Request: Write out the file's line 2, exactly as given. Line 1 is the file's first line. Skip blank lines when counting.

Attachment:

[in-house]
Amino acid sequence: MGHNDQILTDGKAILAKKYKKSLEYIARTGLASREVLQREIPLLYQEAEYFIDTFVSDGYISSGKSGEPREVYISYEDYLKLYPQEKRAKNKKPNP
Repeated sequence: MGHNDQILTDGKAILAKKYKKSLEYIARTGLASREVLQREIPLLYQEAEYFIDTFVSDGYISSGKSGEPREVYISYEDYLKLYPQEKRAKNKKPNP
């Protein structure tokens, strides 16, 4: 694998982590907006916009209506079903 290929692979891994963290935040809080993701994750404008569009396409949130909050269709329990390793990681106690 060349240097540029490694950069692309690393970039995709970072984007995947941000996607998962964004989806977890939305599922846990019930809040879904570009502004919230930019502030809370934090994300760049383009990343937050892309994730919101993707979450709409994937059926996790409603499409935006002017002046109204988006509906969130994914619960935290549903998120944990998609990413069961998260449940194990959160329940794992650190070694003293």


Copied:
Amino acid sequence: MGHNDQILTDGKAILAKKYKKSLEYIARTGLASREVLQREIPLLYQEAEYFIDTFVSDGYISSGKSGEPREVYISYEDYLKLYPQEKRAKNKKPNP